The New Zealand Herald, 12 Aug 2009
Meridian Energy faces a fight to preserve its green branding following recommendations that it be made to own a North Island natural gas-fired power station.
Meridian and the Electricity Commission emerge as the biggest potential losers from the Ministerial Electricity Market Review, released this morning for five weeks’ public consultation by the Minister of Energy, Gerry Brownlee.
While Brownlee says the Government would “need to be convinced” that it should split the Manapouri power station from Meridian and give it to North Island generator Genesis Energy in exchange for the jewel in Genesis’s thermal generating crown, the e3p combined cycle gas turbine plant next door to the ageing Huntly power station.
The recommendation reflects a desire to increase competitive tensions in the electricity market, which are lacking because the SOE generators currently only generate in either the North Island (Genesis and MightyRiverPower) or the South Island (Meridian).
Meridian has built its corporate and retail brands on its “renewables-only” vision, despite requiring coverage for periods of low hydro storage from thermal power stations. Genesis may also not welcome the proposal, as it has been seeking to quit the Huntly power station if possible.
Such an outcome would create complex issues that could see mass switching by customers from one power provider to another, and would have impacts on Meridian’s contract for continuous electricity supply to the Rio Tinto aluminium smelter at Bluff, which is largely backed by the Manapouri power station.
Rio Tinto could expect some advantages from more competitive behaviour between the North and South Island electricity suppliers, since part of the smelter contract is tied to wholesale market spot prices, the review panel suggests.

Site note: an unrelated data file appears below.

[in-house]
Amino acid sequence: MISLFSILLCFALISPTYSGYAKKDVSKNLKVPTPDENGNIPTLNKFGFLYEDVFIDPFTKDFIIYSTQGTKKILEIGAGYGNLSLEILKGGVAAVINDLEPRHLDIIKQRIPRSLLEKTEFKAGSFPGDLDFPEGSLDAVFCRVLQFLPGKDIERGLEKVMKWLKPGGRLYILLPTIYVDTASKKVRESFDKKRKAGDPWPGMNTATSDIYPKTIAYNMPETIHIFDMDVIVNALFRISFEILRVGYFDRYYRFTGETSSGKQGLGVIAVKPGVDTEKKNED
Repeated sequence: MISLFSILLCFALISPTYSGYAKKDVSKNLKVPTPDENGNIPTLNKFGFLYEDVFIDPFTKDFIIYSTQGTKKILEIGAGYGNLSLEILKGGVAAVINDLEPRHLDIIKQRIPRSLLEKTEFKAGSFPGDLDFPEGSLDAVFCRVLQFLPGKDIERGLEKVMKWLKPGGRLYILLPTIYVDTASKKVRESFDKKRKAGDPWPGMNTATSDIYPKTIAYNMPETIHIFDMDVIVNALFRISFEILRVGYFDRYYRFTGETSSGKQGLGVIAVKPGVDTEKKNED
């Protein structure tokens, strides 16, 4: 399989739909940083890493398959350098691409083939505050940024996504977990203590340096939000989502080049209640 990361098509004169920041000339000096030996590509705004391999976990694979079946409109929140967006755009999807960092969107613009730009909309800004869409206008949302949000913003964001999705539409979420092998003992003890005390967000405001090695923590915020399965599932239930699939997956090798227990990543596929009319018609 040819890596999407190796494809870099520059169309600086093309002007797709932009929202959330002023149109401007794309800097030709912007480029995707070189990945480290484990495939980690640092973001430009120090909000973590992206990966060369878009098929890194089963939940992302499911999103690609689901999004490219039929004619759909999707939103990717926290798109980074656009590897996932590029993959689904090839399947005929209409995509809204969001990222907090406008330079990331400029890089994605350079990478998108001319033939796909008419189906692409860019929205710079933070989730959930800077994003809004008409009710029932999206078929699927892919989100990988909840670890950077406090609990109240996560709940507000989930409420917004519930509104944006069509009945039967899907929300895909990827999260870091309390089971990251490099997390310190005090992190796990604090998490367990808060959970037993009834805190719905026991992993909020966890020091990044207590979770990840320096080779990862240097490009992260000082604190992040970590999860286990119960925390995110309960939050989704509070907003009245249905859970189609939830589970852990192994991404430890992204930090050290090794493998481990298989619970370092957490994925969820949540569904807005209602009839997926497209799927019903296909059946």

More radical SOE restructuring options, such as giving Huntly to Solid Energy or creating a new electricity SOE using North and South Island power stations, have already been rejected, Brownlee says.
The review proposes gutting the Electricity Commission, with its electricity market oversight powers shifting to a new Electricity Market Authority; its responsibilities for security of supply sitting with the national grid operator, Transpower; grid upgrade projects being audited by the Commerce Commission; and its energy efficiency activities shifting to the Energy Efficiency and Conservation Authority.
Also recommended is the abolition of the reserve energy scheme and the sale or vesting with an SOE of the Whirinaki emergency reserve plant, built by the Crown and operated by Contact Energy after the dry winter scare in 2003.
Instead, the review panel recommends a raft of measures that would put the acid on both power generators and major electricity users to manage their supply risks far more actively than in the past.
For a start, the panel says power generators should have to compensate customers at a rate of, say, $10 a week, if they force the Minister of Energy to trigger an emergency savings campaign.
“This idea creates a big incentive for generators to manage their resource and ensure conservations campaigns are a last resort,” Brownlee said.
Secondly, the panel proposes a minimum wholesale electricity market spot price of $500 per Megawatt hour during emergencies, rising to between $1000 and $1500 per MWh if and when forced power cuts emerge.
Such moves would “remove the incentive for some market participants to push for public conservation campaigns which shift costs onto consumers and create a sense of crisis,” said the report from the six-person review panel, chaired by economist Dr Brent Layton.
The panel also recommends the introduction of better real-time price information, a duty on SOE’s to report generation risks publicly in the same way as public listed players Contact and TrustPower, and the urgent resolution of long-stalled efforts to create effective transmission hedging mechanisms, which many industry observers believe is fundamental to improved wholesale market arrangements.
Local monopoly lines companies would also be further encouraged to become competitive retailers. This could be achieved by lifting current restrictions that prevent them retailing more than they can generate from their own renewable energy projects.
However, lines companies also face substantial new work to standardise and simplify their tariffs and business rules, which currently create large, unseen barriers to regional competition by electricity retailers.
To encourage retail competition further, a $5 million contestable fund is advocated for upgrading and marketing information on switching between power companies.